he escaped seven times. but each time he was recaptured. it did make him famous. Large moustache. . rather fair than dark.) Still. From Don Quixote: “Plays are the semblance of reality. he fought valiantly in the Battle of Lepanto.) They did not know one another – Spain and England were enemies at this time – and were most likely not aware of each other’s writings (some scholars believe Shakespeare may have read Don Quixote. . his figure midway between two extremes. including Novelas Ejemplares (“Instructive Tales”). he avoided serious punishment (although he had to watch other slaves be punished in his place). Cervantes wrote his first play. but there is no evidence that Cervantes read any of Shakespeare’s work. working as a purchasing agent for the Spanish Armada and sometimes as a tax collector. a silvery beard that less than twenty years ago was golden. a nose hooked but wellproportioned. in which he provided this description of himself: “The person you see here.Miguel de Cervantes Miguel de Cervantes was born in 1547. and although it did not make Cervantes wealthy.” In 1575. however. with aquiline countenance. a heightened complexion.” Cervantes wrote a second volume of Don Quixote’s adventures. and not very nimble on his feet . the word to the action. Because he was one of the Bey’s favorites. smooth and unruffled forehead. the fourth of seven children. although few have survived. and deserve to be loved because they set before our eyes looking-glasses that reflect human life. during one of his imprisonments. Los Tratos de Argel. He died the following year at age sixtyeight. with this special observance. . both at the first and now. that you o’erstep not the modesty of nature: for any thing so o’erdone is from the purpose of playing. . which was published in 1615. he conceived the story of Don Quixote. Cervantes and Shakespeare Miguel de Cervantes and William Shakespeare were contemporaries of one another: Miguel de Cervantes was born in 1547. they died within ten days of each other in April 1616. He was married briefly but left his wife to wander the country. . England and Spain each used a different calendar at this time. teeth not much to speak of . chestnut hair. Afterward. earning himself the nickname “The Cripple of Lepanto. merry eyes.” 5 . based on his experience as a captive. small mouth. he joined the Spanish Army. while traveling with his brother Rodrigo from Italy to Spain. whose end. (Each is recorded as having died on the same date. they were concerned with similar themes. During his five years in slavery. was and is. It became a popular success. He wrote other books. and the very age and body of the time his form and pressure. Shakespeare in 1564.” From Hamlet: “Suit the action to the word. His family finally raised the money to buy his freedom (the Bey kept raising the ransom because he didn’t want to lose Cervantes). somewhat stooped in the shoulders. where he permanently injured his left hand. Nothing tell us better what we are or ought to be than comedians and comedy. he was captured by pirates and held by the Bey of Algiers as a slave. He ran into financial troubles and was put in prison twice because of them. At age twenty-three. to hold as ‘twere the mirror up to nature: to show virtue her feature. El Ingenioso Hidalgo Don Quixote de la Mancha was published in 1605. so April 23rd in Spain came ten days before April 23rd in England. scorn her own image. April 23rd. He wrote between twenty and thirty other plays during his lifetime.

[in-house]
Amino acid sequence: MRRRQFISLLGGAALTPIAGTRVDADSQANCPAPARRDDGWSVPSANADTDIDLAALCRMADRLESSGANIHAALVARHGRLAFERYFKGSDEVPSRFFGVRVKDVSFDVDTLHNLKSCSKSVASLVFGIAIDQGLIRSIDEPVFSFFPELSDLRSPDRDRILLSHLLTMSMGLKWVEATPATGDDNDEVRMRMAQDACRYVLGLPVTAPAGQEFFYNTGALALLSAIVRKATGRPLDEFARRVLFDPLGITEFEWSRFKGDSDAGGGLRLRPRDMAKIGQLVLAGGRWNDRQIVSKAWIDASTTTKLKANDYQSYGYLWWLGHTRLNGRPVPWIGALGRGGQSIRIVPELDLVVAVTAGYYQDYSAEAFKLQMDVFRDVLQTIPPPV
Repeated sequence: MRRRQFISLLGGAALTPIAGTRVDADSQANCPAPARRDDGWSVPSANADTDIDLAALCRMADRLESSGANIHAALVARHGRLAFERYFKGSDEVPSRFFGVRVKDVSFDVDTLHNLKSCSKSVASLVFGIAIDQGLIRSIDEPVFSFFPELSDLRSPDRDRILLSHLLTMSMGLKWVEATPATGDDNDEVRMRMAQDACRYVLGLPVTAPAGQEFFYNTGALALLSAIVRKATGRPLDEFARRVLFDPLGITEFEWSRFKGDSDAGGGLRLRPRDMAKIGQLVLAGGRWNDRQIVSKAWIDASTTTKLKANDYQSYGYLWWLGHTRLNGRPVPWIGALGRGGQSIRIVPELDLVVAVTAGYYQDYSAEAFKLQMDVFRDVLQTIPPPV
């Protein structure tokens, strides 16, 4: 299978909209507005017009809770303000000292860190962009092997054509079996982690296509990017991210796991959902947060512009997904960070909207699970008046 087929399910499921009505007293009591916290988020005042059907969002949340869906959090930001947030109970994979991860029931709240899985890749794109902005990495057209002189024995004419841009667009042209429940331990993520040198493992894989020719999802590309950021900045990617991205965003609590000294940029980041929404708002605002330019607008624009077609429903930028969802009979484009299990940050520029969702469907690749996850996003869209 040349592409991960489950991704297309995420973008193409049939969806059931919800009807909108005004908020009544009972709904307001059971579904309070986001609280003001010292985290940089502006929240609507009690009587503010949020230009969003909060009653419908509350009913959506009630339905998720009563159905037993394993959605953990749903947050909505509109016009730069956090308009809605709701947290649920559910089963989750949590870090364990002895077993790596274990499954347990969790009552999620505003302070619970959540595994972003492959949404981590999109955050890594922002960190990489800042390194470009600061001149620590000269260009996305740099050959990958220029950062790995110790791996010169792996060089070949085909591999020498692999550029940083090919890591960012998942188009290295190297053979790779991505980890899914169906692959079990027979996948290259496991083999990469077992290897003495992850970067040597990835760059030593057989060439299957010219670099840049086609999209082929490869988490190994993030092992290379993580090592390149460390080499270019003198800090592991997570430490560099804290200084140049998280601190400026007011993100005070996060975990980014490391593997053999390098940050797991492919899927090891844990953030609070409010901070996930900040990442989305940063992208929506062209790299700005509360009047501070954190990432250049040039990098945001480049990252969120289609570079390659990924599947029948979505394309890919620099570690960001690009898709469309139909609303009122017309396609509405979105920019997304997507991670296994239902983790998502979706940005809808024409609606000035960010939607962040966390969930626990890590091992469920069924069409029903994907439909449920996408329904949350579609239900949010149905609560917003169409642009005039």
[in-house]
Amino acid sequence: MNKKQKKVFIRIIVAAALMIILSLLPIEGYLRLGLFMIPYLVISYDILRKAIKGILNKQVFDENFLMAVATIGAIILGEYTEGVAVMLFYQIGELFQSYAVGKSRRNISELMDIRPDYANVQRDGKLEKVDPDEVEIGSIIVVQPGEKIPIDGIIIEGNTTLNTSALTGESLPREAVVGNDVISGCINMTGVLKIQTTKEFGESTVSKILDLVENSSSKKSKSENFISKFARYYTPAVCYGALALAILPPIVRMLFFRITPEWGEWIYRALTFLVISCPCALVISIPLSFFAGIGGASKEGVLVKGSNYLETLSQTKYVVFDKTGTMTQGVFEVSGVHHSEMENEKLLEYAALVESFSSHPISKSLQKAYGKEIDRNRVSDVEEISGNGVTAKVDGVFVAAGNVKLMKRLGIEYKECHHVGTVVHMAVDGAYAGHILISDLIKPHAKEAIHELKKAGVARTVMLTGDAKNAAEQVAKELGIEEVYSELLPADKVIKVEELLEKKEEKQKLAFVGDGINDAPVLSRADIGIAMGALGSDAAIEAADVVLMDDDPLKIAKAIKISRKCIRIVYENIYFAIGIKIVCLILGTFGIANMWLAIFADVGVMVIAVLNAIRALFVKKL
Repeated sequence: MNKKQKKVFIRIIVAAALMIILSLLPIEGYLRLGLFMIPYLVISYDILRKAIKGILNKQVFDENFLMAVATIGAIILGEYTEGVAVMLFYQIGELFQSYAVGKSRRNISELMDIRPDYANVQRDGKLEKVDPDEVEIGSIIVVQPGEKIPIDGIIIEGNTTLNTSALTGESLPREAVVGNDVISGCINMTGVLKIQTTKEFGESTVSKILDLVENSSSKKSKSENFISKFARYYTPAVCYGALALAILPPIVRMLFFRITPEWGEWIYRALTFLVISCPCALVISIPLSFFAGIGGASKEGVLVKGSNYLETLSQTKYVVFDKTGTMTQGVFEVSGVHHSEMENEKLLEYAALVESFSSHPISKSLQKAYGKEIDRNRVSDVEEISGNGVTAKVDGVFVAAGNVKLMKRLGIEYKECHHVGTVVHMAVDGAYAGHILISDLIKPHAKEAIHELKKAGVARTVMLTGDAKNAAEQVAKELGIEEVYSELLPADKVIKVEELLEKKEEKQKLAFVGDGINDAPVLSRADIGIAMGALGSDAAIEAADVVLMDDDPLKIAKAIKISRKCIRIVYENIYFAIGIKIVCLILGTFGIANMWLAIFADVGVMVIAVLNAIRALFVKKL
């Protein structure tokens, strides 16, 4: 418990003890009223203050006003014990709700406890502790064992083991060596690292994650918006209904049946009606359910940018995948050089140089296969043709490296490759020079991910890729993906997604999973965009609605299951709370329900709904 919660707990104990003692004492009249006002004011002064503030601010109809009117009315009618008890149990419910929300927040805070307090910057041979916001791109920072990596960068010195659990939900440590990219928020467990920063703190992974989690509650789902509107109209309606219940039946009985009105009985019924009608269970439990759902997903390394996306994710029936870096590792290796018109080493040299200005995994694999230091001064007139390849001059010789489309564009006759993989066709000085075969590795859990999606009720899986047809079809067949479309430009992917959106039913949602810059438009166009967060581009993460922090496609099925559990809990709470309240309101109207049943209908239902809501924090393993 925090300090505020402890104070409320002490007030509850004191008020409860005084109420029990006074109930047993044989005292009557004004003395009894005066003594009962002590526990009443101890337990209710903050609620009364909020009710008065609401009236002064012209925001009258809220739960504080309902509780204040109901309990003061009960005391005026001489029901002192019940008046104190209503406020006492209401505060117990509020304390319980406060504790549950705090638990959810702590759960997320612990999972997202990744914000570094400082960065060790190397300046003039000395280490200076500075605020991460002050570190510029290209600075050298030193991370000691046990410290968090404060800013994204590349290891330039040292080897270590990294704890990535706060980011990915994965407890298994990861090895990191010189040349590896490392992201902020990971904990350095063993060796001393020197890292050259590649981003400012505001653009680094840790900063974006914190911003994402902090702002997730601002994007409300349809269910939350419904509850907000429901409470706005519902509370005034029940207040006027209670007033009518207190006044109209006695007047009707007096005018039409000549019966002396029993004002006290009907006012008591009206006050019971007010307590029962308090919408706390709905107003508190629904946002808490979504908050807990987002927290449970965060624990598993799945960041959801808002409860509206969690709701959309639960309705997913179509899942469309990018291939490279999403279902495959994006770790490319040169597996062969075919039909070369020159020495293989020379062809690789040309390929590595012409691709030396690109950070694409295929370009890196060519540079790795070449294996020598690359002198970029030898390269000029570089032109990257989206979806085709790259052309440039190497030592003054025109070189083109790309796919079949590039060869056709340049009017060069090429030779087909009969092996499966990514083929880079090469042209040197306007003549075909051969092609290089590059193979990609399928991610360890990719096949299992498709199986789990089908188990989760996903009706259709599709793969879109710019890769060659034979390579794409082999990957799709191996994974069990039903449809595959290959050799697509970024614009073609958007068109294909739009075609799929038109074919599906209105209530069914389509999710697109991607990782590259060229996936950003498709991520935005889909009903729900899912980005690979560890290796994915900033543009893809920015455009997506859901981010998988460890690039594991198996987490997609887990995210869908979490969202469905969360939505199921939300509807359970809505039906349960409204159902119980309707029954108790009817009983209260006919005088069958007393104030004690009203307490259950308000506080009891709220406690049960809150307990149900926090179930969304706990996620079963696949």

author Miguel de Cervantes has been thrown into prison for defying the church authorities. and you should reward his bravery rather than punish him.) Write a letter to the Governor of Ohio. Include the details of what Cervantes was protesting and whether you agree with him.) You may choose to begin your letter like the example to the left or come up with a different approach. (You might have a different opinion but still believe he should be freed. I write to you today to urge you to release Don Miguel de Cervantes. . I believe be commited these acts because . A Portrait of Miguel de Cervantes Exercise Making the case for Cervantes In Man of La Mancha.Dear Governor Strickland. . (It’s up to you to decide what you think he would be protesting. 6 . Imagine that Cervantes was alive today and had been imprisoned at a political protest. explaining why you believe Cervantes should be released. Ted Strickland. His crime of civil disobedience is a sham.

7 . Virginia settled by the English Shakespeare publishes Hamlet Spanish army surrenders to England Elizabeth I dies English defeat the “invincible” Spanish Armada Henry IV declares war on Spain Shakespeare publishes A Midsummer Night’s Dream Spain at the height of its power Elizabeth I becomes Queen of England William Shakespeare born *Although Cervantes and Shakespeare both died on April 23. held in slavery Cervantes released Cervantes marries Catalina de Salazar y Palacios 1570 1571 1575 1580 1584 1588 1595 Cervantes imprisoned 1597 1600 Cervantes imprisoned again 1602 1603 Don Quixote (Vol I) published 1605 1607 Don Quixote (Vol II) published Cervantes dies April 23 1615 1616 Shakespeare dies April 23* Jamestown. Shakespeare died ten days later than Cervantes. at that time England and Spain were using different calendars.Timeline Year Miguel de Cervantes born September 29 1547 1550 1558 1564 Cervantes joins Spanish Army Cervantes wounded in Battle of Lepanto Cervantes captured by pirates.